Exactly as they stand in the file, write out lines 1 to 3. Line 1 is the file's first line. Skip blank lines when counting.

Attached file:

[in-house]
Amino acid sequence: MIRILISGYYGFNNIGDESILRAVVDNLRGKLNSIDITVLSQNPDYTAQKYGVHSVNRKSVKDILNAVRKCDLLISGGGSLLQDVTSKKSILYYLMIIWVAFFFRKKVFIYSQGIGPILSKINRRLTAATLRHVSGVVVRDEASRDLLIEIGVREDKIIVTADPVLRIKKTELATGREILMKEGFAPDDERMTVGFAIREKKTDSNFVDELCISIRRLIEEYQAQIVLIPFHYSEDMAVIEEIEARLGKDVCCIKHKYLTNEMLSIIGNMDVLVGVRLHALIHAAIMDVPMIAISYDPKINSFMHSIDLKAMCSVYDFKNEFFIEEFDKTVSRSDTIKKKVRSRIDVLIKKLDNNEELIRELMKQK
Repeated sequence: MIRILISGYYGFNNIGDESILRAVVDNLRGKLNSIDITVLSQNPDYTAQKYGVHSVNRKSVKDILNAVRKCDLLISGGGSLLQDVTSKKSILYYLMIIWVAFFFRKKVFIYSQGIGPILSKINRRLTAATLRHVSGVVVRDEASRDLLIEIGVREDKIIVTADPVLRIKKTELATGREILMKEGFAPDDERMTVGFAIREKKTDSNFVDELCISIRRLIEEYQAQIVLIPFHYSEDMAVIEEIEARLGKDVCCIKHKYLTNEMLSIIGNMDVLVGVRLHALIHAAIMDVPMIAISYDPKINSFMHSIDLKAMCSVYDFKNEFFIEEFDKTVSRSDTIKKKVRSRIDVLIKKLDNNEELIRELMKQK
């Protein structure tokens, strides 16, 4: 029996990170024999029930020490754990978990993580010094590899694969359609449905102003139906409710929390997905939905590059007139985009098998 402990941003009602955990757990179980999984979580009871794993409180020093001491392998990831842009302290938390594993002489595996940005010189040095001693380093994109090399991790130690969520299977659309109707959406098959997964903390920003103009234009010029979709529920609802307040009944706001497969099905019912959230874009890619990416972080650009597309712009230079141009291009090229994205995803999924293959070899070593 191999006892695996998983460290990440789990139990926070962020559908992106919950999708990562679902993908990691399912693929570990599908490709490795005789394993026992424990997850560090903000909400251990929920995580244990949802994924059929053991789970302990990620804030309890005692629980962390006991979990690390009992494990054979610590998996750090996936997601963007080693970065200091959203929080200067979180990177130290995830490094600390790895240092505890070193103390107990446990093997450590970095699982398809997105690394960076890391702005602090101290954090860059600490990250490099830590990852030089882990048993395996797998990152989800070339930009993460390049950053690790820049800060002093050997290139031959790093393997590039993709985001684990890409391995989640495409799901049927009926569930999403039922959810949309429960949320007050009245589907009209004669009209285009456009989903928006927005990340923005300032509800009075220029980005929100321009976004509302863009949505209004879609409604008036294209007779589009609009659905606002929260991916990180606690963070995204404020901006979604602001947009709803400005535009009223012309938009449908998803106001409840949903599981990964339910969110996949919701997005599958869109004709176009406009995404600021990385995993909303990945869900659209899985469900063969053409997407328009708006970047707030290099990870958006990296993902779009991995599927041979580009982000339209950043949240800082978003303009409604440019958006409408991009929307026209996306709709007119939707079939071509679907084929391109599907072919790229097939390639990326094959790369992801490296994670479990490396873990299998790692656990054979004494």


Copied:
[in-house]
Amino acid sequence: MIRILISGYYGFNNIGDESILRAVVDNLRGKLNSIDITVLSQNPDYTAQKYGVHSVNRKSVKDILNAVRKCDLLISGGGSLLQDVTSKKSILYYLMIIWVAFFFRKKVFIYSQGIGPILSKINRRLTAATLRHVSGVVVRDEASRDLLIEIGVREDKIIVTADPVLRIKKTELATGREILMKEGFAPDDERMTVGFAIREKKTDSNFVDELCISIRRLIEEYQAQIVLIPFHYSEDMAVIEEIEARLGKDVCCIKHKYLTNEMLSIIGNMDVLVGVRLHALIHAAIMDVPMIAISYDPKINSFMHSIDLKAMCSVYDFKNEFFIEEFDKTVSRSDTIKKKVRSRIDVLIKKLDNNEELIRELMKQK
Repeated sequence: MIRILISGYYGFNNIGDESILRAVVDNLRGKLNSIDITVLSQNPDYTAQKYGVHSVNRKSVKDILNAVRKCDLLISGGGSLLQDVTSKKSILYYLMIIWVAFFFRKKVFIYSQGIGPILSKINRRLTAATLRHVSGVVVRDEASRDLLIEIGVREDKIIVTADPVLRIKKTELATGREILMKEGFAPDDERMTVGFAIREKKTDSNFVDELCISIRRLIEEYQAQIVLIPFHYSEDMAVIEEIEARLGKDVCCIKHKYLTNEMLSIIGNMDVLVGVRLHALIHAAIMDVPMIAISYDPKINSFMHSIDLKAMCSVYDFKNEFFIEEFDKTVSRSDTIKKKVRSRIDVLIKKLDNNEELIRELMKQK